I immediately did the same calculation. It's not that much relative to the footprint of a house, but it's probably quite huge compared to the footprint for an equivalent capacity natural gas or nuclear plant.
Whether it makes sense depends on the potentil revenue generation value of the land -- the opportunity cost. It wouldn't make economic sense in the Santa Clara Valley in CA, where land is fabulously expensive, but it might make sense in an undeveloped area of the Sonoran Desert where land is cheap -- e.g. on the outskirts of the Phoenix area. This discounts any environmental costs, of course, but these also would vary from site to site.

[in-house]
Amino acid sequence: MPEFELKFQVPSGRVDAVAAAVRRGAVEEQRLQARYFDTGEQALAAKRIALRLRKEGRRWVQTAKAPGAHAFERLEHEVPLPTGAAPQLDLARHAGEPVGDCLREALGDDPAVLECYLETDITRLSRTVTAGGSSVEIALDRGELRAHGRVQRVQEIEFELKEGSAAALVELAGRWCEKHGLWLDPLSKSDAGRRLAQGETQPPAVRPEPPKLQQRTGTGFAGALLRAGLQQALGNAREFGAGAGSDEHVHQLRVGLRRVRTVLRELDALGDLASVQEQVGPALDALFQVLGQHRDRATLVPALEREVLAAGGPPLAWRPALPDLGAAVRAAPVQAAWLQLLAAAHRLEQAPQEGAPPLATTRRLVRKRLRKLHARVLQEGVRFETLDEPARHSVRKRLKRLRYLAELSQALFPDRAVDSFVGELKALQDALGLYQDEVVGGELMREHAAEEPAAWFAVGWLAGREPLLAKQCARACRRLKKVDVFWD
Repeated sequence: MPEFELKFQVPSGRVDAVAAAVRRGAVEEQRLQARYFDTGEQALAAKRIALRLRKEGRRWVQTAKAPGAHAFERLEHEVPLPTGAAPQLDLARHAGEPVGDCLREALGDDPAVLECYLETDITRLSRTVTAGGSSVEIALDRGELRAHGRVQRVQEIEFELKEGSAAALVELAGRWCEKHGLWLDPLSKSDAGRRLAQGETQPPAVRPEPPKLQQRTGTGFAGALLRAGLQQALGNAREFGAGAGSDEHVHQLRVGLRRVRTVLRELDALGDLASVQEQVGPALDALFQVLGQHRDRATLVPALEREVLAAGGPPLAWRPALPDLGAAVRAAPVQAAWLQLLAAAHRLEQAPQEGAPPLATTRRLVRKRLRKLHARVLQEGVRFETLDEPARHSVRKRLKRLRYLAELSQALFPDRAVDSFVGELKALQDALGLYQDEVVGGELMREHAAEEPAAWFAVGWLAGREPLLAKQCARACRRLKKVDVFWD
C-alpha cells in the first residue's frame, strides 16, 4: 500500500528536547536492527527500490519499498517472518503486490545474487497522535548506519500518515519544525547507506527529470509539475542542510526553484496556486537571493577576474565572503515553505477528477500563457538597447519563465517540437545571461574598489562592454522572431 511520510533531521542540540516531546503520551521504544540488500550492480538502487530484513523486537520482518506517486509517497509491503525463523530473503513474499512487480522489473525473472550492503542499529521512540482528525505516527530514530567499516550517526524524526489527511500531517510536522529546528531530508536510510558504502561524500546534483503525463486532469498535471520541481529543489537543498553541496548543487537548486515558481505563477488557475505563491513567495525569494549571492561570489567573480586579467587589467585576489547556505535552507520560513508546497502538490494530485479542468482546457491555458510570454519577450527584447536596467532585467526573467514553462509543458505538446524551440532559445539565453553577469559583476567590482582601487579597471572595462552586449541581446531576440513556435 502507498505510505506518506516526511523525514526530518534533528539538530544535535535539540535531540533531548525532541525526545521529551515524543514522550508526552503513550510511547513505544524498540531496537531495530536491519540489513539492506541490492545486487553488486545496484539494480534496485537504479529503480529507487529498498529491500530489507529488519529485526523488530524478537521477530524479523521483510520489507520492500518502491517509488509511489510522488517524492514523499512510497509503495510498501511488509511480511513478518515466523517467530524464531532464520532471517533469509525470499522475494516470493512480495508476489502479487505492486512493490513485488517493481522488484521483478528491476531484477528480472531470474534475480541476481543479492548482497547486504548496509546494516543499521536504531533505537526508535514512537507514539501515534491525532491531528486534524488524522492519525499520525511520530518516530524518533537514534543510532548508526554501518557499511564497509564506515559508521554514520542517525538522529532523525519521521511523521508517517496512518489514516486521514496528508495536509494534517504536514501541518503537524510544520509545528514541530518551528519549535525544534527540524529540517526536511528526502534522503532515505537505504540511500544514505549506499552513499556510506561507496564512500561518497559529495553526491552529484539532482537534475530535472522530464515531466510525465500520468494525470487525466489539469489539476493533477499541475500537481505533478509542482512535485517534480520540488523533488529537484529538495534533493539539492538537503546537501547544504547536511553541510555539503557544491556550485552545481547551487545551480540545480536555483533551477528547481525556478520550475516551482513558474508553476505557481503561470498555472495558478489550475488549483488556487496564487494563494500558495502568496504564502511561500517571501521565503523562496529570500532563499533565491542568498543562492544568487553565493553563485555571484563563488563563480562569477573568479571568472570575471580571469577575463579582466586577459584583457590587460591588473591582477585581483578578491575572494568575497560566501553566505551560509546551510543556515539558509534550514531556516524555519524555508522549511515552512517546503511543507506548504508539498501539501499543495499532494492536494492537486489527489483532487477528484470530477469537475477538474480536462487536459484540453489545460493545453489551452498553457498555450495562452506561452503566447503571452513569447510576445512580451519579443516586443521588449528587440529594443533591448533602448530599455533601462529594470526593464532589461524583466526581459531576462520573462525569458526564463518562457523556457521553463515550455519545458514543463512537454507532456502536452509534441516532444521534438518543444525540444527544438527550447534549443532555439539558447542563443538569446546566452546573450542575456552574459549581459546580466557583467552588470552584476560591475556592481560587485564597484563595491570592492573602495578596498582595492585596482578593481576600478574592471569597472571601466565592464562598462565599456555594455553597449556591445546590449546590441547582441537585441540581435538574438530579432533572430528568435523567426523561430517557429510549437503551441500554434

It's pretty clear this is not a technology for solving *all* our energy needs (as nuclear was intended to be in the 50's and 60's). But the nifty thing about electricity is that it doesn't matter where it comes from. You don't have to put all your eggs in one technology basket, you can use a mix of sources. Which means you can stop building these things when the marginal *environmental* cost starts to go up. You just have to build enough to reach economies of scale that allow you to make a decent profit.